Barack Obama squeaked out an extraordinary electoral victory in Indiana, a state that went red by more than 20 points in 2004 and hasn’t given the nod to a Democratic presidential contender since 1964.
I spent some time Tuesday morning observing the get out the vote effort at the Obama campaign’s office in Schererville, Indiana, in the northwest corner of the state. From what I saw there and at a nearby poll, I’d say the president-elect owes his narrow win in large part to a remarkable volunteer army that gave their time, cell-phone minutes, gas money, and shoe leather to his cause.
Major props to Obama volunteers who helped get people to the polls and kept them there in Indiana and across the country. Some of their small but important efforts on Election Day included:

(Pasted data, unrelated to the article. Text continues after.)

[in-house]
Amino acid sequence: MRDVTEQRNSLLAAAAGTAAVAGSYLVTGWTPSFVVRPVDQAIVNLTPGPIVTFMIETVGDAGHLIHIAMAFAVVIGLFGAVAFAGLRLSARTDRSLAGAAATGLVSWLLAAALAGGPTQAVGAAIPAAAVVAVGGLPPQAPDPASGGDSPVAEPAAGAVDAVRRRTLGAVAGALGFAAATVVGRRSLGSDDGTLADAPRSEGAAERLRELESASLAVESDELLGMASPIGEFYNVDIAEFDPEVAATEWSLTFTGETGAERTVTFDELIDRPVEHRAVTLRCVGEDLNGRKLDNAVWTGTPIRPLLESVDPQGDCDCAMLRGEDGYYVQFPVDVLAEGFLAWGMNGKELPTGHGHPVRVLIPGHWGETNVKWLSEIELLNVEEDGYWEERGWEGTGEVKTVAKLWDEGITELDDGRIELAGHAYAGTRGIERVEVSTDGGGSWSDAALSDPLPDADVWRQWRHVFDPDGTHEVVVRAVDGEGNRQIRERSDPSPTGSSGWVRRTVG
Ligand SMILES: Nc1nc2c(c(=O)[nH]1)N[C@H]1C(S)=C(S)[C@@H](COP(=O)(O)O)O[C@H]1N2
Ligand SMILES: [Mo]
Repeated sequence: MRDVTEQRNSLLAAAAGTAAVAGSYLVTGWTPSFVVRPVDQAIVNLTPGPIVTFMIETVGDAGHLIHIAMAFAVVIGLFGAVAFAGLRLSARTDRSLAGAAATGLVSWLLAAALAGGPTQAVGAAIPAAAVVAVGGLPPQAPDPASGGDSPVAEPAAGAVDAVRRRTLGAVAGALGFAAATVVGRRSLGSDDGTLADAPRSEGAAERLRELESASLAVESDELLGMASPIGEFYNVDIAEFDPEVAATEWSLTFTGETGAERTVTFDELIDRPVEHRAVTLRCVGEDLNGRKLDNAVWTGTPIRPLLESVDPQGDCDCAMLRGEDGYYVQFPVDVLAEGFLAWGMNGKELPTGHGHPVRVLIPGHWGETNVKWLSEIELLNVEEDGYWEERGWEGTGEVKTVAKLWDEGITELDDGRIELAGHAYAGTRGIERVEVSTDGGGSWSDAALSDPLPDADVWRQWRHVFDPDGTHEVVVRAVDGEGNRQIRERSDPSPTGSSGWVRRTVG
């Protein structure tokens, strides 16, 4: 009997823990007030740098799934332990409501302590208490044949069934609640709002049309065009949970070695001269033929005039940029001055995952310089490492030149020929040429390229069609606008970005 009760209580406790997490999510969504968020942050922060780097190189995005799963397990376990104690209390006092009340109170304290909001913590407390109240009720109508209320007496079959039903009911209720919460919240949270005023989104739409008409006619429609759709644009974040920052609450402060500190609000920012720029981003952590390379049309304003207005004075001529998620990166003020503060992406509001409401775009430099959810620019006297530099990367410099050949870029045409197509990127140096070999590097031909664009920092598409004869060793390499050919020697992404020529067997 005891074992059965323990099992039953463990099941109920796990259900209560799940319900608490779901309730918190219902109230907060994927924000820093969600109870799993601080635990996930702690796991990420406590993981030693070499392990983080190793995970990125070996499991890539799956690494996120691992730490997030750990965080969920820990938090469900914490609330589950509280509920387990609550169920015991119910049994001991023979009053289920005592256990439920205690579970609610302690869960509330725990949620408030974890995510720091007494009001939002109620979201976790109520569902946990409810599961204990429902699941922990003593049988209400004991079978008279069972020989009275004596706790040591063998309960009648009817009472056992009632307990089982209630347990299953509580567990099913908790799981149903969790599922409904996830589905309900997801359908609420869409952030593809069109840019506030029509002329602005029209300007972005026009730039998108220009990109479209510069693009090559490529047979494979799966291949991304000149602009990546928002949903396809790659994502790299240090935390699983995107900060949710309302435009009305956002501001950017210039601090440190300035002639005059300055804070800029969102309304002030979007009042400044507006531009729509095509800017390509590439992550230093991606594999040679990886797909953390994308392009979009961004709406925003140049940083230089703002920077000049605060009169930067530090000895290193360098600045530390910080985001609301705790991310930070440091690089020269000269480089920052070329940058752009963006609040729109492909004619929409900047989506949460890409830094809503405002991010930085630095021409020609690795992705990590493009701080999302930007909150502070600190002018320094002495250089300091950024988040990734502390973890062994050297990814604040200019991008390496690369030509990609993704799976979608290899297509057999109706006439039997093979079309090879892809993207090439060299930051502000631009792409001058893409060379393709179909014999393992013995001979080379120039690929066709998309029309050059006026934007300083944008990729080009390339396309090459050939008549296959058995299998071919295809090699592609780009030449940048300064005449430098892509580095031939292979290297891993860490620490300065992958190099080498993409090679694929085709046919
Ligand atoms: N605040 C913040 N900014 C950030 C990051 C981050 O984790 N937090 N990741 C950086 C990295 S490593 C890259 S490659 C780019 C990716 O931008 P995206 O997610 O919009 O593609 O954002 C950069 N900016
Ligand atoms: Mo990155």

Using their own cell phones to plow through scads of call sheets for hours on end.
Carting sandwiches, donuts, water, and chips to voters waiting in line at the polls. Stick it out people! We’ll give you a donut! (But can't tell you who the donut’s from while you stand in line.)
Holding voters’ places in line if they had to step out to move their car, which was illegally parked because polling lots were full. (Didn’t witness this, but it was how campaign staffers said they were dealing with a report that police were threatening to tow and ticket cars at one polling place.)
Making a 30 to 45-minute drive from Chicago, where Obama supporters felt their help wasn’t needed, to knock on Hoosier doors and pepper neighborhoods with campaign literature.
Image: An Obama volunteer delivers sandwiches to a nearby polling place.